- Additional Expenses: You will typically have to pay closing costs such as loan origination fees and other lender fees on two loans, instead of one loan.
- Purchasing a Home that You Can’t Afford: You may end up losing the home to foreclosure if you can’t pay the mortgage payments because the adjustable rate of the second loan may go up, thus increasing your monthly mortgage payments.
- You Pay More in Interest: The interest rate on the second mortgage is typically higher than the rate on a conventional mortgage, so you may end up paying more over the life of the loan. Plus, if your second loan isn’t amortizing (meaning you make interest only payments), you’ll pay interest on the full balance for longer, typically five to ten years.
- Difficult to Refinance: You may not be able to refinance the property because the second lender will have to agree to take second lien position to the new lien holder, or you will have to pay the second loan off entirely.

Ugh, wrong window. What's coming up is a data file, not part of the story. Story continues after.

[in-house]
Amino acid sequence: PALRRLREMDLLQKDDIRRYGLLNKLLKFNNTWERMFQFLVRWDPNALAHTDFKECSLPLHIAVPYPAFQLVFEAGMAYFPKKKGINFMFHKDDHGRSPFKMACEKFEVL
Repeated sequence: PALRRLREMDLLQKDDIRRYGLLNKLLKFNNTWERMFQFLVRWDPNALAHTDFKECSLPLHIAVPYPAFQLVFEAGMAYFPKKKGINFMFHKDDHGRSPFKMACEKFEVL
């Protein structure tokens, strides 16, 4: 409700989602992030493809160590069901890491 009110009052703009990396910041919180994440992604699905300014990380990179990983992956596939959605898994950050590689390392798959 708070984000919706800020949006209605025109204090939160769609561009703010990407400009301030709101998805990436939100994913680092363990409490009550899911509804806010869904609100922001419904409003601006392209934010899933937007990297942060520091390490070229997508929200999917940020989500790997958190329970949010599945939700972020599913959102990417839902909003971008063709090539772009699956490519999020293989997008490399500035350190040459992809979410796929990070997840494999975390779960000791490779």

- A Long-Term Second Loan: The second loan doesn’t disappear until you pay it off, and your payment doesn’t go down when your LTV is less than 80 percent. This is unlike PMI, which goes away once the LTV goes below 80 percent of the home’s value (or you can ask your lender for an appraisal once the property has appreciated).
Piggyback Mortgage Frequently Asked Questions (FAQs)
In this section, we’re going to answer the most frequently asked questions about piggyback loans.
Below, we’re going to dive into some of the most frequently asked questions about piggyback loans:
What Is a Piggyback Loan vs. PMI?
Private mortgage insurance (PMI) is typically required on conventional loans when your down payment is less than 20 percent. The monthly premium is added to your payment. You can avoid paying PMI by choosing a piggyback loan instead, which is actually two loans. You’ll borrow 80 percent of the purchase price with the first and 10 percent to 15 percent with the second.